Here, the Plaintiff’s counsel never bothers to allege what law was violated.  An argument has been made that Ms. Conway’s statement violated 5 C.F.R. 2635.702 which provides: “An employee shall not use his public office for his own private gain, for the endorsement of any product, service or enterprise, or for the private gain of friends, relatives, or persons with whom the employee is affiliated in a nongovernmental capacity, including nonprofit organizations of which the employee is an officer or member, and persons with whom the employee has or seeks employment or business relations.”

Assuming that this is the law that undergirds the “unlawful” theory, and that, as many have opined, Ms. Conway violated this regulation by her comments, there is a fatal flaw in the theory.  While the corporate entity may have benefited from the publicity, there are no allegations that Ms. Conway was an agent of the company or that the company directed her to make those comments.  Other than broad and vague allegations of a conspiracy with un-named co-conspirators, the Complaint fails to tie the statements of President Trump, Mr. Spicer or Ms. Conway to the Company.  The President talks about and tweets about companies that he likes (and dislikes) all the time, but those companies cannot be said to have violated any regulation by words arguably constituting an endorsement.And there is another problem. Although Korea Supply supports the concept of basing an “unlawful” claim on a federal statute or regulation, the key holding in that case was to limit the types of “restitutionary” recovery that can be obtained by a UCL plaintiff.  “Under the UCL, an individual may recover profits unfairly obtained to the extent that these profits represent monies given to the defendant or benefits in which the plaintiff has an ownership interest.” Korea Supply Co. v. Lockheed Martin Corp., 29 Cal. 4th 1134, 1148 (2003).  Based on this holding, even if they could tie the endorsements to the company, MAC will not be able to obtain the “restitution” remedy it seeks because the profits from the unlawful promotion are not monies that MAC or other competitors gave to Ivanka Trump Mark, LLC.  At most, the claim would be limited to injunctive relief as its sole remedy.

Unfair: The next question is whether Ivanka Trump’s company engaged in an “unfair” business practice. “Cases have employed three different criterion to determine whether a business practice is ‘unfair’ under the UCL. One states [a]n ‘unfair’ business practice occurs when that practice ‘offends an established public policy or when the practice is immoral, unethical, oppressive, unscrupulous or substantially injurious to consumers. A second rule provides the public policy which is a predicate to the action must be tethered to specific constitutional, statutory or regulatory provisions. A third holds [a]n act or practice is unfair if the consumer injury is substantial, is not outweighed by any countervailing benefits to consumers or to competition, and is not an injury the consumers themselves could reasonably have avoided.” Moran v. Prime Healthcare Mgmt., Inc., 3 Cal. App. 5th 1131, 1150 (2016) (internal quotations and citations omitted).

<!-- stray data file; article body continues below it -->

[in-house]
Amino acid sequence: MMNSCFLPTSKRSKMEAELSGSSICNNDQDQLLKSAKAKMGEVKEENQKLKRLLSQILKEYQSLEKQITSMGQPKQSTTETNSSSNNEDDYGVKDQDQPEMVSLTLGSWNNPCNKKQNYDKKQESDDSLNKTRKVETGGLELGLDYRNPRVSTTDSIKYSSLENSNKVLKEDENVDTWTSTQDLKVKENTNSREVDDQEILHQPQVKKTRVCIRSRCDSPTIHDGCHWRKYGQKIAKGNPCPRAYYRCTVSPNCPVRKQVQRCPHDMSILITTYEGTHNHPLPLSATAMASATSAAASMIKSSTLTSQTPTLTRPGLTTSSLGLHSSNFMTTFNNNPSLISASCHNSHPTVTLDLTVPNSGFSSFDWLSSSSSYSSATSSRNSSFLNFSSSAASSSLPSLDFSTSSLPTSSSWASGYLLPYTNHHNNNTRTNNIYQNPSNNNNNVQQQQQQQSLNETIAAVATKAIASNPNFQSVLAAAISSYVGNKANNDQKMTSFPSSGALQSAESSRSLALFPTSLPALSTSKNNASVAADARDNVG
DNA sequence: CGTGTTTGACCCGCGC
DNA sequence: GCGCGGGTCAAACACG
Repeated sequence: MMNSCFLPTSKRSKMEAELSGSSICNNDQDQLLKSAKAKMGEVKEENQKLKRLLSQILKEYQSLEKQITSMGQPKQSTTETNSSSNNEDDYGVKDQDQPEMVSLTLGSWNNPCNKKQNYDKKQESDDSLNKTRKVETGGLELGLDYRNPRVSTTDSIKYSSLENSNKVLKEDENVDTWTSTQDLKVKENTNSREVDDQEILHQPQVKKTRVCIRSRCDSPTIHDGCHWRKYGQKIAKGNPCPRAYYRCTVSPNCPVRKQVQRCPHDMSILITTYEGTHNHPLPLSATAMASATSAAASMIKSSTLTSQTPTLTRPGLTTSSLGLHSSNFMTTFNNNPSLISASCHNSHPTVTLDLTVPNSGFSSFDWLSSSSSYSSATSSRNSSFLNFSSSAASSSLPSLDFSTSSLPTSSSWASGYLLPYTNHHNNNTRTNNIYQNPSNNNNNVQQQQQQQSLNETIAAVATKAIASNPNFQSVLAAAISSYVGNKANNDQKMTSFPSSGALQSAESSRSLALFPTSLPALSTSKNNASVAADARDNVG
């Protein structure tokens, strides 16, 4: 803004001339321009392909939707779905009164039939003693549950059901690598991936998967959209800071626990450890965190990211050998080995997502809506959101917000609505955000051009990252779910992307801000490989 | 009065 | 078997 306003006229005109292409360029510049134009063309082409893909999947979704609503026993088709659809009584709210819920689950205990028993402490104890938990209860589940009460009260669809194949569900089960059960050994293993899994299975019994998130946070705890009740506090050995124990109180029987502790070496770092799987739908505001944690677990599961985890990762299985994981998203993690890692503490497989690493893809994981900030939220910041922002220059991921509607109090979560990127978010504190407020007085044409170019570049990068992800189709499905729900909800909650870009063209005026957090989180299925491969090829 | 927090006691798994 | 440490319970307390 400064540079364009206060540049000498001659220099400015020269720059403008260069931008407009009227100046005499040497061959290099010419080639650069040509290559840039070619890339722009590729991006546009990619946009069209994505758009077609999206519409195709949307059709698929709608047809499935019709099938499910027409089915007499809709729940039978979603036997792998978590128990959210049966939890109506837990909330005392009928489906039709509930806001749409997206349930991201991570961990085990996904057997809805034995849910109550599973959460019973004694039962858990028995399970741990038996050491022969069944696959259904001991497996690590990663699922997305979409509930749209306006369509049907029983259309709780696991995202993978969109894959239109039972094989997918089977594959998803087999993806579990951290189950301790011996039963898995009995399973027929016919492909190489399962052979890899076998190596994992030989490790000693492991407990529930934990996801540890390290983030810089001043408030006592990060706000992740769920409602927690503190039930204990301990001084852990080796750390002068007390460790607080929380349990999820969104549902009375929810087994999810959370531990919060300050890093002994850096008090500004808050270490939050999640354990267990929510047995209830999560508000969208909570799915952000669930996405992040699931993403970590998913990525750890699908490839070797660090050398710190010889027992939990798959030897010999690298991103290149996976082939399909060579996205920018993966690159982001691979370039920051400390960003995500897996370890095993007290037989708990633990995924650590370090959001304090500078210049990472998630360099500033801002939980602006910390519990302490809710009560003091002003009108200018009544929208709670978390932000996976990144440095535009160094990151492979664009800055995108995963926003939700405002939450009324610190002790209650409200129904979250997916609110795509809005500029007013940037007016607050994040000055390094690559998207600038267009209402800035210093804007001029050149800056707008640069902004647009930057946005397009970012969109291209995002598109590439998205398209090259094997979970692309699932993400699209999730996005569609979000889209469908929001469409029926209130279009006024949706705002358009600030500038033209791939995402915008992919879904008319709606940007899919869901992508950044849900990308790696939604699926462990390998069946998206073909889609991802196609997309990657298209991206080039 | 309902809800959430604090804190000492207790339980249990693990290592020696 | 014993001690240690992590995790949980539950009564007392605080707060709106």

The best case for satisfying the unfair business practice requirement for MAC is to allege that the practice violates a public policy tethered to a regulatory provision.  Again, the difficulty is showing that Ivanka Trump Mark, LLC, through its management, employees or agents, engaged in this allegedly “unfair” business practice as opposed to merely benefiting from ill-advised comments of others.

Fraudulent: The last prong of a UCL claim appears to be weakest of the three.  The “UCL’s fraud prong generally ‘require[s] … a showing that members of the public are likely to be deceived.’ [Lueras v. BAC Home Loans Servicing, LP, 221 Cal. App. 4th 49, 81 (2013).] To establish a private party’s standing to maintain a UCL cause of action under the fraud prong In re Tobacco II Cases, 46 Cal. 4th 298, held the phrase “as a result of” appearing in Business and Professions Code section 17204 “imposes an actual reliance requirement on plaintiffs prosecuting a private enforcement action under the UCL’s fraud prong.” [In re Tobacco II Cases, 46 Cal. 4th [298, 326 (2009).] Moran, 3 Cal. App. 5th at 1149-50.MAC and the class it seeks to represent–women’s clothing and accessories companies–are not deceived or misled by any act or omission of Ivanka Trump or her company.  They may contend that sales were diverted and they may be annoyed, irritated or harmed by the alleged endorsements, but that is not the same as being deceived.

This new Complaint, while it may be creative, is a reminder that, “[a]lthough the unfair competition law’s scope is sweeping, it is not unlimited.” Cel-Tech Commc’ns, Inc. v. L.A. Cellular Tel. Co., 20 Cal. 4th 163, 182 (1999).  My prediction is that, even on the LeftCoast and even in progressive San Francisco, this lawsuit will not make it past the pleading stage.